Quotidian Investments Monthly Commentary – May 2017
The huge income inequality between EU member nations is getting worse year by year. Annual income per capita in 2009 was:
- In Germany $41,890
- in Spain $32,412
- in Greece $29,819
- in Portugal $23,122
- In Poland just $11,454
Now the differences are even wider:
- Germany: By 2014 income per capita had grown to $47,852and it would have risen even further since then had the country not taken in over one million impoverished migrants which has had the effect of skewing and suppressing today’s figure
- Spain: By 2016 per capita income had fallen to $27,012
- Greece: By 2016 it had dropped to $18,078
- Portugal: By 2016 it was down to $19,759
- Poland: By 2016 it had inched up to $12,309
Clearly the richest European country has managed to recover well from the depths of the great Global Recession of 2008-11 but many of the poorer EU countries have continued to slide further into an even darker economic hole. It is fair and reasonable to conclude that only one country has really benefitted from the EU and the synthetic currency that is the Euro.
As a consequence of that, levels of sovereign debt remain a source of concern and pose a distinct threat to economic recovery and the velocity of it. Indeed outright default in some cases, whilst unlikely, cannot be discounted
In the UK, sovereign debt is currently running at 85% of Gross Domestic Product.
In France it is over 90% of GDP.
Ireland stands at 117% of GDP.
Italy is at 127% of GDP.
The USA’s indebtedness is 138% of GDP.
Greece sits at 158% whilst Japan is at a resounding 238% of GDP.
Of course, some nations default slyly via the slow drip-drip-drip of a long-term currency devaluation (not possible, of course, in the one-size-fits-all construct of the Euro). Others beg for a bailout from their central bank or from the IMF (de-facto default by another name) or seek to issue bonds/gilts to unwary, immature or easily pleased investors. One way or the other, the end of that road is inevitably ugly.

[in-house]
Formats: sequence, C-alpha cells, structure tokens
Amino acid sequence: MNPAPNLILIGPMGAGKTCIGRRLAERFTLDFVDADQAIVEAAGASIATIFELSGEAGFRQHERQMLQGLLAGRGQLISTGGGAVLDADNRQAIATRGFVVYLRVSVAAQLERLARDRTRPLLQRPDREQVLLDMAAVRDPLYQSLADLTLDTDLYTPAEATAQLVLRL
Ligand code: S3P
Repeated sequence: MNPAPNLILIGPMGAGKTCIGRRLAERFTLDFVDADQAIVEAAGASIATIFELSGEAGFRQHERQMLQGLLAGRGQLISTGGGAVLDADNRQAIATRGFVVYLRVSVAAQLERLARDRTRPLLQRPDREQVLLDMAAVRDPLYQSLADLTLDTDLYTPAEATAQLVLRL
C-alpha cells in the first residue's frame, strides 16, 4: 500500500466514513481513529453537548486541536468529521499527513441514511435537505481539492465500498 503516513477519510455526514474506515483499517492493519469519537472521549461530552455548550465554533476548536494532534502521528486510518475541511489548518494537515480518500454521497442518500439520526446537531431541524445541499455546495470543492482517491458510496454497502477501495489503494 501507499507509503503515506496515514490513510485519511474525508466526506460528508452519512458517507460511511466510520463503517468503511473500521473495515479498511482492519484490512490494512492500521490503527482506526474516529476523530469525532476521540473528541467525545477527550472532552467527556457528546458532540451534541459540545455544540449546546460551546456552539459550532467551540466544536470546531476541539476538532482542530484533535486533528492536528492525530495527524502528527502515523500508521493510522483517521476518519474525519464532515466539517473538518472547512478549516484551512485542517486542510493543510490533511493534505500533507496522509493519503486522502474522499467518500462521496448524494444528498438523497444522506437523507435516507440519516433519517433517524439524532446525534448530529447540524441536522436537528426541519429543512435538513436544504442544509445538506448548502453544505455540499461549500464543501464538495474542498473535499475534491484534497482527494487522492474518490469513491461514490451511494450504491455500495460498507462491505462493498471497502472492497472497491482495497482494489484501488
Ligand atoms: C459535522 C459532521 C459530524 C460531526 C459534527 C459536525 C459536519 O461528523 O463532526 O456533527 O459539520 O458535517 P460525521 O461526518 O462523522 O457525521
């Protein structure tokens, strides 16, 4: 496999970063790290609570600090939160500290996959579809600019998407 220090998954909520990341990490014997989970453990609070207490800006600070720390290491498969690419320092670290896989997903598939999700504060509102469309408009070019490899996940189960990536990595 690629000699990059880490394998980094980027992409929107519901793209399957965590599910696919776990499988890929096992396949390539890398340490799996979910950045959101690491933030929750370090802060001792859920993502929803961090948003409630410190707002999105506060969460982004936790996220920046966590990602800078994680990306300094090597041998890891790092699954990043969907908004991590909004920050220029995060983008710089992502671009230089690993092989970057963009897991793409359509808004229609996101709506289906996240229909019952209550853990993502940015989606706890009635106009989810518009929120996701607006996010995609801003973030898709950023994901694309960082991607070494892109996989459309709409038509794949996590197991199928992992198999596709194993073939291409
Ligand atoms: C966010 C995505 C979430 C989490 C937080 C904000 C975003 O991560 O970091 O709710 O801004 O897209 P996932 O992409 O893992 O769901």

These figures give one pause for thought and they are one of the reasons that Quotidian continues to rely on a tightly focused portfolio which concentrates on a relatively small number of reliable, trustworthy companies.
On 31st May 2017 the FTSE 100 closed at 7485.29 (a rise of+3.91% for the month) and now stands at +0.86% for the 2017 year to date. By comparison the Quotidian Fund’s valuation on the same date shows an increase for the month of May of +2.53% and for the 2017 year to date the Fund is now up +24.38%.
The fragile nature of global equity markets was tested again in mid-May when the anti-Trump and left-wing biased media in Washington and New York contrived to create a story attempting to link Trump’s sacking of the FBI chief Comey to an alleged leaking of secret information during a meeting with Russia’s foreign minister, alleged attempts to pevert the course justice and yet another re-hash of allegations relating to supposed Russian interference in the 2016 US election (basically throwing any mud they could invent in the hope that some of it would stick).
Without waiting for anything remotely resembling evidence to emerge, the usual suspects immediately began a chorus of calls for Trump’s impeachment. We live in hope that one day soon the land of the free and the home of the brave will embrace the concept of democracy.
These allegations have all the hallmarks of a politically based stich-up and, from the paucity of evidence currently available, they do not stand up to even the slightest scrutiny. Intellectual rigour is rarely the forte of the leftist, politically correct media either in the UK or the USA (who much prefer to work on assertion, commentary and opinion). The much touted chain of incriminatory emails and supposedly damning contemporaneous minutes of meetings held in February are, as yet, nowhere to be seen. The ‘facts’ that have thus far emerged certainly do not support the media’s assertions; indeed, they chime more with the propaganda and inventions we are familiar with from Project Fear.
We are keeping an open mind. If and when real evidence of wrongdoing does come to light then we will change our views of Trump and of global equity markets.